AS Zimbabwe prepared to host last year’s Cosafa Women’s Championship in Bulawayo, the country’s most recognised vernacular newspaper ran a big preview in which Zifa vice-president Omega Sibanda urged on the host team to rise up to the challenge in the tournament.
Sports Panorama with Enock Muchinjo
You would not really figure it out if the choice of Sibanda as the main voice in that story was by design or default, but it was quite appropriate, for me, that he should be the one rallying the Mighty Warriors in a tournament being hosted in that part of the country — where he is the most influential figure in the game.
It only becomes inappropriate and quite unfortunate, when you think about it, that the article — spread across the entire back-page of the publication — comes complete with an overbearing picture of Sibanda only and none of the team.
So a feel-good story about women’s sport — which should capture beauty, style, athleticism and feminine power — gets “graced” by the masculine image of a burly male in a dark suit, looking sternly into us almost self-importantly and menacingly!
The patriarchal bias of this debate is a subject for another day, another forum — my greatest concern is the appalling tendency of football administrators in this country to steal the thunder from the players, coaches and fans, the real people who make sport the spectacle that it is.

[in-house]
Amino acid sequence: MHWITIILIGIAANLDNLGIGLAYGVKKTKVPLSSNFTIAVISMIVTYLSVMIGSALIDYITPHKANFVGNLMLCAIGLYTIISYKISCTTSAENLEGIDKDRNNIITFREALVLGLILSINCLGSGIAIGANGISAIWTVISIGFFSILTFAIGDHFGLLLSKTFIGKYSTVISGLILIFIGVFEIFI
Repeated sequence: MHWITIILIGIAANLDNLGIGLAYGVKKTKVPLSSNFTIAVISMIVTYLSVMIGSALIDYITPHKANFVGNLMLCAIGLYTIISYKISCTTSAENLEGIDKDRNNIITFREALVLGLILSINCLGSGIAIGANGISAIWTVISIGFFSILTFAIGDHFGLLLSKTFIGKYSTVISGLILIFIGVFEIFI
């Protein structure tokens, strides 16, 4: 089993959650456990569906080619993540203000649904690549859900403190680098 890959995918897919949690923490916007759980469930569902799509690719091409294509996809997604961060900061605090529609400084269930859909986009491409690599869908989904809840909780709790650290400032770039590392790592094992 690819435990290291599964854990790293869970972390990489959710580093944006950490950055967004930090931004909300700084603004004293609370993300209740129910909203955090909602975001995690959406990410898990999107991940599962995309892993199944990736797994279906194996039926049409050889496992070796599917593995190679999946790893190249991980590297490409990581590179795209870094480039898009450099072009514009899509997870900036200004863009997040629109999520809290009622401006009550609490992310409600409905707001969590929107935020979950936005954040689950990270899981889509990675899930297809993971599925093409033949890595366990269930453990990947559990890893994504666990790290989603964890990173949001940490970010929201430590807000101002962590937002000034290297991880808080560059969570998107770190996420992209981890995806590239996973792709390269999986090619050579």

Most worryingly of all is how this culture of deification and giving prominence to officer bearers at the expense of the players has been accepted hook, line and sinker by a lot of us as shown by the most unnecessary picture of Sibanda — who we should pardon on this one because he does not control the editorial content of newspapers.
This, disgracefully, not only helps administrators bask in the limelight, but also aid them in diverting attention from the real issues affecting the game.
And in what would have passed for a master-class in diverting attention, Zifa boss Phillip Chiyangwa announced this week on the association’s official website that he “will shift focus to international football portfolios” until the end of March.
The statement further states that “all scheduled meetings with the president within the period in concern have been shelved indefinitely.”
Zifa, however, did not see it necessary to inform us of the actual amount of days Chiyangwa, who is also the Cosafa president, will spend away from Zimbabwe on his “international football portfolios” business.
How many hours or days will Chiyangwa spend on the Cosafa Annual General Meeting, the Confederation of African Football (Caf) ordinary general meeting and the Fifa Executive Football Summit that he will be attending?
There is, of course, nothing improper in Chiyangwa’s commitments to his international portfolios.
Just that there is something conspicuously wrong in that short statement by Zifa, too casual and trivialising for an announcement to a football-crazy nation of a lengthy absence from office by the country’s national association president.
Too dismissive a statement — as if to imply that Zifa and Chiyangwa do not owe anyone an explanation at all.
And you ask yourself if this is not the result of the kind of deification created by chuffing pictures of guys in designer suits when it is the players that should be the star attraction.